Technophobia or legitimate privacy concern?

Google Map’s  Street view is running into some legal trouble in Europe according to this article. European Privacy officials are crying foul because Street View might not comply with Europe’s  stringent privacy laws.  Requirements that they make of Google include that

  • Google blurs faces of people in the images
  • Google only keeps unblurred images for six months
  • Google announces via newspapers, radio and TV (which medium is missing in this list?) when it will go out in the neighborhood to capture images for street view

Is this a case of overzealous privacy officials looking for headlines or is there a legitimate privacy  issue? I do support the European approach to privacy, which is based on the assumption that government needs to oversee how businesses treat personal data (as opposed to the American laissez-faire approach), but I wonder if  there really is a legitimate privacy concern in the case of Google Street View. These pictures are taken on public streets, what is the exact privacy invasion here? If my car is photographed or if I was photographed walking home with a bag of groceries, would my right to privacy be invaded if I ended up on Google Street View?

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One thought on “Technophobia or legitimate privacy concern?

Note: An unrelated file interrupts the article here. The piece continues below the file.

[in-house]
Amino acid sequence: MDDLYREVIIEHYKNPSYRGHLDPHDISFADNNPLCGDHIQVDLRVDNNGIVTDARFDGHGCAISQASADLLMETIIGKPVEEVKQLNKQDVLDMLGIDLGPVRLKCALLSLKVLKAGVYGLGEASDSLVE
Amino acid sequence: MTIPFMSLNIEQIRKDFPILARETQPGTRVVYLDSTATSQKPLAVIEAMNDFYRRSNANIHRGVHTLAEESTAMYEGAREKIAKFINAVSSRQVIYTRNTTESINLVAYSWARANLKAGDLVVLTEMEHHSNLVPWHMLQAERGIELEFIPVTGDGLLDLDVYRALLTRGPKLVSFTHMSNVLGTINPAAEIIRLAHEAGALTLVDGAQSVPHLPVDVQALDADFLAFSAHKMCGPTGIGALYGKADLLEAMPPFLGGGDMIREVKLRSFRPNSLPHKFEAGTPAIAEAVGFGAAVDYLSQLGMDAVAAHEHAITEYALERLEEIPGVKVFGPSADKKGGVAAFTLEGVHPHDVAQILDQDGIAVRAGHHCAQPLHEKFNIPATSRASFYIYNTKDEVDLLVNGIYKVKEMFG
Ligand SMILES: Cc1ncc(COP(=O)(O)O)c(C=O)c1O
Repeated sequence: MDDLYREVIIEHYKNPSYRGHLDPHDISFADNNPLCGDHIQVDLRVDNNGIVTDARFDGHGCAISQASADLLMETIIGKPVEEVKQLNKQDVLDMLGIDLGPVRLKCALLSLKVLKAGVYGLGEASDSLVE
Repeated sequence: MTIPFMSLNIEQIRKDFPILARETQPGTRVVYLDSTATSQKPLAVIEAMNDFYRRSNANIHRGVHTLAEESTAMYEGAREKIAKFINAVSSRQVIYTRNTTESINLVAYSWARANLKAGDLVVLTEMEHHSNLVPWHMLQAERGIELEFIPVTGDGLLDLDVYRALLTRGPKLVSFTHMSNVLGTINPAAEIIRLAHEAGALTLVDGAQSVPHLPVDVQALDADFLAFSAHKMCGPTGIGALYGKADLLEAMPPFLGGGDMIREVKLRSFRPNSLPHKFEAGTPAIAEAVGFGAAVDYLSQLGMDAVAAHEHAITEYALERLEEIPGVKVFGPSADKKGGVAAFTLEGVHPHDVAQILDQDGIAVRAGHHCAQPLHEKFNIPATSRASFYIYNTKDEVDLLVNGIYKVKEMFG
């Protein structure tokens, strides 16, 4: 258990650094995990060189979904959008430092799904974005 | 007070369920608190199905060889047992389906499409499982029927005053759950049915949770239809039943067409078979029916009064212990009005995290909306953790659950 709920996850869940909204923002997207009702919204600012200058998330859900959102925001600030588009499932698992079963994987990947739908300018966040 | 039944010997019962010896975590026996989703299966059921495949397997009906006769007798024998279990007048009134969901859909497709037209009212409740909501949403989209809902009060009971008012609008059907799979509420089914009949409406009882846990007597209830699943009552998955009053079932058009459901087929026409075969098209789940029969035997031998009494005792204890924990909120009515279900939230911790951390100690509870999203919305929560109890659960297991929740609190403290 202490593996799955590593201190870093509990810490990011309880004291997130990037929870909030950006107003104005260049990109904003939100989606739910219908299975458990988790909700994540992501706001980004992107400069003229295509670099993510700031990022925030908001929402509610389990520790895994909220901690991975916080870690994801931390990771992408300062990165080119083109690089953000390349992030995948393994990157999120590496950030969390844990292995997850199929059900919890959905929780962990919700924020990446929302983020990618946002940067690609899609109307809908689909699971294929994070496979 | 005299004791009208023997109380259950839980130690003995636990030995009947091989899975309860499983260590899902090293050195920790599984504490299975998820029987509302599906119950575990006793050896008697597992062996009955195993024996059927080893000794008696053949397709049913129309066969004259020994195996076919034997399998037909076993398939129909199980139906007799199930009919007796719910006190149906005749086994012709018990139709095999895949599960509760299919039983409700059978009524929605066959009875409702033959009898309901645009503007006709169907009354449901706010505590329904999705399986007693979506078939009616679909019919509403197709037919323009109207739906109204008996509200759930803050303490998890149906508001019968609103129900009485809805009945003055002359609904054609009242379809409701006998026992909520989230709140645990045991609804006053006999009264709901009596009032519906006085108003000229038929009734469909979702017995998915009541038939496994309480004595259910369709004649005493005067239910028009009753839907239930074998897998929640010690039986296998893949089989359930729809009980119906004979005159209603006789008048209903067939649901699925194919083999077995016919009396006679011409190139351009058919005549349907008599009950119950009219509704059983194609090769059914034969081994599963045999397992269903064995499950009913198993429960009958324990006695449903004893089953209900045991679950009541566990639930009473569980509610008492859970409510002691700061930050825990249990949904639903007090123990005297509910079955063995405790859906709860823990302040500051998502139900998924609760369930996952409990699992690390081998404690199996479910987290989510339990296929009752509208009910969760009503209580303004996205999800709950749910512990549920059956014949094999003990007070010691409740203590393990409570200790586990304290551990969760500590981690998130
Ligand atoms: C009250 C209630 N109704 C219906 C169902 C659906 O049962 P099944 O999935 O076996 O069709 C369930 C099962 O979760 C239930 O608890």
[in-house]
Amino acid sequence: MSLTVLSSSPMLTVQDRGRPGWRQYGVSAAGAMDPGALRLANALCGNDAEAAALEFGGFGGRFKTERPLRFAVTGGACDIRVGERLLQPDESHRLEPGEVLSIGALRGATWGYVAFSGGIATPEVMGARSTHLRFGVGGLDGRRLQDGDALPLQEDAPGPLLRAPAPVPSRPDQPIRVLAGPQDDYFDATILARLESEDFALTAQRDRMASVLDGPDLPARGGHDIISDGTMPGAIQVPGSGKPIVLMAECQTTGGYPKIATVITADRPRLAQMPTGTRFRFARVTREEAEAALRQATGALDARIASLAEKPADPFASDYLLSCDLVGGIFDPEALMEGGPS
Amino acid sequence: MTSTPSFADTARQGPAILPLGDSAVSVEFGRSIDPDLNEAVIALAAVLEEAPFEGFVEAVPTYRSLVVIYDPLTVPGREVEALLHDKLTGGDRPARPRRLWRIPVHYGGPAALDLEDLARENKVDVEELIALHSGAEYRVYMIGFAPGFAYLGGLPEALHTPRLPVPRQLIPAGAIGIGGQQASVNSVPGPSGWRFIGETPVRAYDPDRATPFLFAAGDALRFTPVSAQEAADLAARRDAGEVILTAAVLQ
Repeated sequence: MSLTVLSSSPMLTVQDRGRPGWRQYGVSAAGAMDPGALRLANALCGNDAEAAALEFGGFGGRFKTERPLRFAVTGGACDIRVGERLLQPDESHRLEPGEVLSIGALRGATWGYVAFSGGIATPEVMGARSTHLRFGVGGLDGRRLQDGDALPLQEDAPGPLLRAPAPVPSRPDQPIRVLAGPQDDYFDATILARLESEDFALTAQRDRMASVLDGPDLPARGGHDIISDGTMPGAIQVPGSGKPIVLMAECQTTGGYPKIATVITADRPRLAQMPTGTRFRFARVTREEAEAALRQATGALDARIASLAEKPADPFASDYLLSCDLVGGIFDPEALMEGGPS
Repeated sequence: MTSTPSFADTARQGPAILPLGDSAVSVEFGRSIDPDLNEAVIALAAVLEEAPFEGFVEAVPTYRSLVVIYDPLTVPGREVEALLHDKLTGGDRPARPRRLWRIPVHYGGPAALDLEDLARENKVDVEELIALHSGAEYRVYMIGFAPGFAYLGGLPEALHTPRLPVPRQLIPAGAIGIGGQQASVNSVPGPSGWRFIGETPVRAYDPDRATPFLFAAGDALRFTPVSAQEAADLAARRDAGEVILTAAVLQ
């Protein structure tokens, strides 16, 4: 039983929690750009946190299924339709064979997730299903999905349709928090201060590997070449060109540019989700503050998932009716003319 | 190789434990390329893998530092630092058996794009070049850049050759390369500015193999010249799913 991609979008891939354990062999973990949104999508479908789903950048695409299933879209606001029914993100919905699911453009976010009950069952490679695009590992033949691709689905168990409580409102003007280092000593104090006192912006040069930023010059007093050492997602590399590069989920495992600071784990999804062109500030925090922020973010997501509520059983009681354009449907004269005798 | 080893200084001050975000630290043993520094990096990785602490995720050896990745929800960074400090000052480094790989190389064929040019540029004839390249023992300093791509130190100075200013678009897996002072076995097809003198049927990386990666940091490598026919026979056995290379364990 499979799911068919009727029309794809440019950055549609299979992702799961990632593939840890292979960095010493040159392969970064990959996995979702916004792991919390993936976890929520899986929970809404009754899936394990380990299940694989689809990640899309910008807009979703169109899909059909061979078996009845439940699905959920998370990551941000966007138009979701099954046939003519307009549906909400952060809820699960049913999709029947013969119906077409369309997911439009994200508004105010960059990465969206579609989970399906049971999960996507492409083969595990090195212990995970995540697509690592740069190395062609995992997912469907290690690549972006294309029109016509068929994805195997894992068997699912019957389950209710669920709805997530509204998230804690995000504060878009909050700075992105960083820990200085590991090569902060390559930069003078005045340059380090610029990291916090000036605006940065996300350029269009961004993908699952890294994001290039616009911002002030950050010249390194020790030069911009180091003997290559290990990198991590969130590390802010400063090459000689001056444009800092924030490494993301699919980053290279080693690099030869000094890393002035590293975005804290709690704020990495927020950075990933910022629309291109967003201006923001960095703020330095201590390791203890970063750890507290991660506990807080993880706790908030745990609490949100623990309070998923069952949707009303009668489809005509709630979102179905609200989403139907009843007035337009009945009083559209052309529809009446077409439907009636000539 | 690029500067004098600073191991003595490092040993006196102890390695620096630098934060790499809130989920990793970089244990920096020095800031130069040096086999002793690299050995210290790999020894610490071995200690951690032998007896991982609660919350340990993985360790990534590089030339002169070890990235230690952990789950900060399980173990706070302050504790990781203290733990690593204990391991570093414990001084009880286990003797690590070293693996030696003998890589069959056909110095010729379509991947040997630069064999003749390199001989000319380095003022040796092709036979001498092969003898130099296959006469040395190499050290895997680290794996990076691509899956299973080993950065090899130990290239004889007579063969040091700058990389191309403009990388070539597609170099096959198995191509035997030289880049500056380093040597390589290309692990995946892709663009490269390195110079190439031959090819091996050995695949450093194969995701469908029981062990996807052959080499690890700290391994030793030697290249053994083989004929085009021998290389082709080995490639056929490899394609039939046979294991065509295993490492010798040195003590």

1. I did a little research on Europe’s photography policy and there is law against photo taking without a person’s consent. Because of Europe’s high data protection standards, many in Europe would find Google’s picture taking a privacy invasion. However, in the US, we have a fine line between a privacy breech and public activity. This technology of street view is a new medium that has never been seen before. There seems to be a trend in conflict arising as newer media and technology arises and what to do with it. I feel that because it is a new technology and no laws have ben made for it, Google is kind of testing out the waters and seeing how far they can go with it. I feel this lack of regulation has instilled some technophobia into Europeans with their high standards of privacy protection. Looking from a utilitarian perspective, I feel that in the US, the majority sees Google Street View as more helpful than hurtful. However, if it is used for the wrong reasons (mapping out a burglary route?), this is where privacy can become a problem. I feel that Google does need to set regulations. Maybe limiting this tool to major intersections or points of interest, and not so much residential areas. Blurring of faces and license plates is a good way to protect privacy, I feel that Google just needs to spell things out a little more clearly, and that the main purpose is for direction and not candidly documenting people.

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